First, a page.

Telling the Story of ‘Three Billy Goats Gruff’

Officers from the Washington Police Department performed a reader’s theater of the book “Three Billy Goats Gruff” during Family Reading Night Friday, March 7, at Washington Middle School. The police skit is a popular feature of the event, which drew more than 700 children, parents, grandparents and volunteers. See more photos in the Family Reading Night photo gallery at      Missourian Photo.

Family Reading Night was a reading event for the record books, said Dawn Kitchell, educational services director for The Missourian and coordinator of Family Reading Night.

Washington Middle School was “bursting at the seams” with more than 700 children, parents, grandparents and volunteers attending this year’s Family Reading Night Friday, March 7.

The free community event was a celebration of all things reading — more than 30 volunteer readers, teens and adults; nine tables of crafts tied to books; a visit by a St. Louis author and the star of her story; and free books.

Local musicians Steve Leslie and Wes Alfermann kicked off the program.

St. Louis author Carolyn Mueller shared her inspiration behind “Lily’s Story,” the tale of a search and rescue dog from Joplin who helped in the aftermath of the 2011 tornado.

Lily, a 6-year-old weimaraner and her owner, Tara Prosser, also were at the event to share their experience firsthand.

“Family Reading Night at Washington Middle School was amazing,” Prosser said. “Seven hundred people attended and I think all of them got to pet Lily!”

“Lily’s Story” was a serialized children’s feature published in The Missourian and more than 170 other newspapers across the country beginning in January. Mueller’s children’s book, “Lily: A True Story of Courage & the Joplin Tornado,” was released just in time for Family Reading Night.

Kitchell said the event was the debut for the book. Only the publisher, author and local school librarians had seen it.

“‘Lily’ is a March Book Buzz Pick, so we picked up the book the day it arrived to the publisher in St. Louis and packaged it for our schools that afternoon,” Kitchell said.

“Tara and Lily had not even seen the printed book before they arrived in Washington,” she said.

“I was just amazed at the welcome we had and the love that was shown for Lily,” Prosser said. “We had a fantastic time, and we could not have imagined a better kickoff to the book release!”

During Family Reading Night, children receive bookmarks and must listen to at least two stories being read by volunteers in the classrooms.

At the end of the event, the bookmarks are used in a drawing to award baskets of books. A list of volunteer readers and basket donors will be published on and in a thank-you ad in the March 22-23 issue of The Missourian.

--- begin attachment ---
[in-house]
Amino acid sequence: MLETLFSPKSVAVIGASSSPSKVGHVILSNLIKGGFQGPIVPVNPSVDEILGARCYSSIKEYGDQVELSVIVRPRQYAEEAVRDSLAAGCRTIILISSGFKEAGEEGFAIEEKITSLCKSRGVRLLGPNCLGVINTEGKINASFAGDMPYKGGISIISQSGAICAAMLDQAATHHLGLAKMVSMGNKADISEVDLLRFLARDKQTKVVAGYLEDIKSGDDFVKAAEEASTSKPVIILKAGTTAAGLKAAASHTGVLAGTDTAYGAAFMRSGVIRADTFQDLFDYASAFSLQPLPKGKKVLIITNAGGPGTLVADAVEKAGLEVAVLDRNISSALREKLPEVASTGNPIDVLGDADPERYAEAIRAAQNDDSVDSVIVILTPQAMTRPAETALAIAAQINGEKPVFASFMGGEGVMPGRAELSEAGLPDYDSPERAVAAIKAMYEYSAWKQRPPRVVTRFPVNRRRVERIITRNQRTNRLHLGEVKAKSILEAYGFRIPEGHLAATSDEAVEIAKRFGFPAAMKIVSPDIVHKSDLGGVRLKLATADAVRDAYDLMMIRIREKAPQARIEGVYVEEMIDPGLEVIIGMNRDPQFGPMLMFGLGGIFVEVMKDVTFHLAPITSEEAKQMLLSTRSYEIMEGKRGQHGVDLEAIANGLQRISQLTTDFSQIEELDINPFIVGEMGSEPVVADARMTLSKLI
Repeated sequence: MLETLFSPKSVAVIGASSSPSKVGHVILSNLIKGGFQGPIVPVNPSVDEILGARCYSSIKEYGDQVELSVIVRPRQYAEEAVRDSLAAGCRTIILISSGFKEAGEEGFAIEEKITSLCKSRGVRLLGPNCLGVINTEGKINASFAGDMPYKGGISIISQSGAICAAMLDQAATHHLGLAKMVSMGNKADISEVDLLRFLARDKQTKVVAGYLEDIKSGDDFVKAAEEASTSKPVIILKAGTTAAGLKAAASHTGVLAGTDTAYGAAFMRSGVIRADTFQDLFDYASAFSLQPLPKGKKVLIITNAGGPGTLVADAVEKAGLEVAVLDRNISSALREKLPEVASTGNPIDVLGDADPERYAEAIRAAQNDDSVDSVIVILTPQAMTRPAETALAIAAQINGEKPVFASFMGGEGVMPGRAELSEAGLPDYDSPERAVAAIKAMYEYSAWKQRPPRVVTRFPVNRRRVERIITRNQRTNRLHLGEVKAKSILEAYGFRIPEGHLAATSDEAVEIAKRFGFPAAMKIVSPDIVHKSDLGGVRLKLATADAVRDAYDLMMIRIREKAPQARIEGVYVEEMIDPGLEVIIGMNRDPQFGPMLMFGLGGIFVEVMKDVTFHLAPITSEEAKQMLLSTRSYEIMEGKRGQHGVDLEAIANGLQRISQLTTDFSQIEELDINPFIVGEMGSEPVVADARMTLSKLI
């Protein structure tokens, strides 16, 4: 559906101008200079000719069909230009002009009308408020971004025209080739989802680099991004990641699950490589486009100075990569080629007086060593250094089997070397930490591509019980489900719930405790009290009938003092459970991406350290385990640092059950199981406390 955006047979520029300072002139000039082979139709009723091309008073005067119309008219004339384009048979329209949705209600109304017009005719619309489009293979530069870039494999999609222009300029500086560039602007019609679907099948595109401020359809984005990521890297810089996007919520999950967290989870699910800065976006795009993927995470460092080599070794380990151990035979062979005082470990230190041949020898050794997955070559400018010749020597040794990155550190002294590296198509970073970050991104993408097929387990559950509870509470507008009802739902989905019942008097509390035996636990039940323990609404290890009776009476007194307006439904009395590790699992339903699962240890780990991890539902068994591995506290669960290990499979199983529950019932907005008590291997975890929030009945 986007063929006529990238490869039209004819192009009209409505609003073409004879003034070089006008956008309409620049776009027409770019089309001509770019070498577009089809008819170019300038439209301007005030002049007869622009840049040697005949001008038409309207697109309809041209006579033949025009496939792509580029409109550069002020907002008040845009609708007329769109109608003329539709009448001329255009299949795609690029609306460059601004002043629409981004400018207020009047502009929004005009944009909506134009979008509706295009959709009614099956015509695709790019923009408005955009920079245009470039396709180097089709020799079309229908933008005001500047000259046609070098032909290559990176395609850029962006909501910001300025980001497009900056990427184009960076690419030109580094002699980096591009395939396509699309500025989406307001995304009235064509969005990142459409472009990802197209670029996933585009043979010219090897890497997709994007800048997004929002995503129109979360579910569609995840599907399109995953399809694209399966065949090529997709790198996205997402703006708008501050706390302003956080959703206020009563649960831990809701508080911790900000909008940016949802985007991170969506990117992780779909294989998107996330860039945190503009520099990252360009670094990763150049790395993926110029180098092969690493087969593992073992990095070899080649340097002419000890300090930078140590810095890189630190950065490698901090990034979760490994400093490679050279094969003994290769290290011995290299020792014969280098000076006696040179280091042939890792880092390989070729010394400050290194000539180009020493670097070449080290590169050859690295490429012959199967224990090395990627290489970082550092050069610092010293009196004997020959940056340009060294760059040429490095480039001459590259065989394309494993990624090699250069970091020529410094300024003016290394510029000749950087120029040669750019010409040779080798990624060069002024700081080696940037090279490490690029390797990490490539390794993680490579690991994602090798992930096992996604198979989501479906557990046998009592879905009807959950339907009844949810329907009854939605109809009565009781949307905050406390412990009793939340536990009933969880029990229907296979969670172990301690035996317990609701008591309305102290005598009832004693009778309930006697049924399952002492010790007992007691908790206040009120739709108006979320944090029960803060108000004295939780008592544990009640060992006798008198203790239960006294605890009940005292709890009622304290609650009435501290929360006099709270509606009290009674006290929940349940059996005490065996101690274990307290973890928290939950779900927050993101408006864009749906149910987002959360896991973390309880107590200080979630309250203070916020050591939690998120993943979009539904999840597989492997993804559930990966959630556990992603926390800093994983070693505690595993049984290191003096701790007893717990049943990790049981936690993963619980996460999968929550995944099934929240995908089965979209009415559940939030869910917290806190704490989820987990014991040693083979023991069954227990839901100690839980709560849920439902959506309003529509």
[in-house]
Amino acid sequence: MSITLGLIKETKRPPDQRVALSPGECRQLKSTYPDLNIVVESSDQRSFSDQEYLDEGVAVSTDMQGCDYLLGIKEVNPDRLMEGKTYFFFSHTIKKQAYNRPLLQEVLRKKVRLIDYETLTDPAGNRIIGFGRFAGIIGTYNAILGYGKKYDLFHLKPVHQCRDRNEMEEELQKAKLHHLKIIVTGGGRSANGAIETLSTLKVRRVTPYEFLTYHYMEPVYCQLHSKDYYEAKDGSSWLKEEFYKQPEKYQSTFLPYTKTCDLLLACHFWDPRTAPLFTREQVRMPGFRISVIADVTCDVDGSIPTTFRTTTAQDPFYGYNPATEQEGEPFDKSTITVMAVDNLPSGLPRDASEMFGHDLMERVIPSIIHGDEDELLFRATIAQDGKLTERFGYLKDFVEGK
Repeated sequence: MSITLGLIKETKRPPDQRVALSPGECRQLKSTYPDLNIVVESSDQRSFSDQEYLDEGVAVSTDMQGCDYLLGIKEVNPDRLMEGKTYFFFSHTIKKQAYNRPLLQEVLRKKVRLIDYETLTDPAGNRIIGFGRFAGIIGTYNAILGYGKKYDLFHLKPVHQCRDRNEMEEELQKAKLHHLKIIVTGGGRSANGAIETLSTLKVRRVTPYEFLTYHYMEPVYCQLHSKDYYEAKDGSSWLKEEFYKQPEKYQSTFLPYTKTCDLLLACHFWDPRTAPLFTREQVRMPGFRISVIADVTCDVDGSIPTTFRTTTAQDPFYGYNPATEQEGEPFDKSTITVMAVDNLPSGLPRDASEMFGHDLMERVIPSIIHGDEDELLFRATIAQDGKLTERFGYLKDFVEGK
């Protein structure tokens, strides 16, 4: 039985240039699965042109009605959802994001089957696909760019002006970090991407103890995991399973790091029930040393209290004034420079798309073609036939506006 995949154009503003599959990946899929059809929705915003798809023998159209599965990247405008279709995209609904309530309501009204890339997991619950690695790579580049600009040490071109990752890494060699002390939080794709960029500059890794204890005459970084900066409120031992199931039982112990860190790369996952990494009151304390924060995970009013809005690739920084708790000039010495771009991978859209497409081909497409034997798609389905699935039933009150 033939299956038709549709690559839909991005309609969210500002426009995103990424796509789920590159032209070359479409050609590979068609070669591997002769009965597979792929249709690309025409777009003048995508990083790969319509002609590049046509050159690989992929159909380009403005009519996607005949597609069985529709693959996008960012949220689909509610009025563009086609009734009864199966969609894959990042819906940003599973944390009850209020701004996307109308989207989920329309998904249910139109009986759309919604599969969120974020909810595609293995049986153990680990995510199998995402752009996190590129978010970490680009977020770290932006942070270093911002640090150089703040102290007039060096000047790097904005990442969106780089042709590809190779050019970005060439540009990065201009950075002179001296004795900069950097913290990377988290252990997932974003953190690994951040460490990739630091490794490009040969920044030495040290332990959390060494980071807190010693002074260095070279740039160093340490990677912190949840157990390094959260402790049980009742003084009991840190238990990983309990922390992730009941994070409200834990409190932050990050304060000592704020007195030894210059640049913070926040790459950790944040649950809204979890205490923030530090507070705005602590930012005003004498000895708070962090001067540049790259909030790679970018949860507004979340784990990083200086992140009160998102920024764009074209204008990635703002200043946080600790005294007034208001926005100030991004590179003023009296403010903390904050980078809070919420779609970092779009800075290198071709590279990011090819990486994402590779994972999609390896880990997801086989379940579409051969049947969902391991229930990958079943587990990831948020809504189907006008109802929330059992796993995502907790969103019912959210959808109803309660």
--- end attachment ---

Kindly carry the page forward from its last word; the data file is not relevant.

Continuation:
The Washington High School football team donated money, raised in its annual Lift-A-Thon, for prizes families could use to buy books for their homes. Reading logs documenting a week of family reading were used in a drawing of eight families.

Candace Kluba, a second-grade teacher at Campbellton Elementary, attended the event with her son, Liam, 18 months.

“We had a great time. Liam absolutely loved meeting Lily and she was so sweet with the kids,” she said. “He enjoyed the stories and songs in the toddler room, too.

“I just don’t think some people understand all the benefits of reading with their children,” she added. “We weren’t just reading that night, students and parents were involved in shared reading experiences that causes us to build relationships, share emotions, and communicate about what we are reading which builds comprehension.

“Reading is not just a thing to do; it is an experience to engage in. The storytellers really help to make that happen.”

Family Reading Night isn’t just about sharing stories, Kitchell said; it’s about sharing talents and interests woven into those stories.

“Students from Washington and Borgia high schools were sharing stories about sports they love, a teacher shared a book she had written about horses, pet rescuers shared pet tales, and women roller skaters shared a message of empowerment with their story,” she said.

Almost $800 in Scholastic books were given away at Family Reading Night in the form of Book Fair Bucks. Drawings were held to disperse Bucks through the reading rooms and youth volunteers all receive Bucks. The Bucks were redeemable for books off the Fair held during the event.

The Washington Police Department gave the final performance of the night on the main stage, performing a readers theater, a dramatic presentation, of the book “Three Billy Goats Gruff.”

“We’re excited to have our local first responders read to the kids and the policemen carry that to an entirely awesome level,” Kitchell said. ”For the past few years we’ve had them on the main stage because we couldn’t fit everyone who wanted to watch them in a classroom!”

The Missourian, Washington School District and Washington Optimist Club sponsored this year’s Family Reading Night. Pepsi Cola Bottling Company of New Haven, Washington Public Library and Washington NEA provided additional support.

More than 100 volunteers are involved in the execution of Family Reading Night, Kitchell said, including a dedicated group of teachers, librarians and newspaper professionals who serve on the planning committee.

A full listing of the volunteers as well as a photo gallery from Family Reading Night can be found on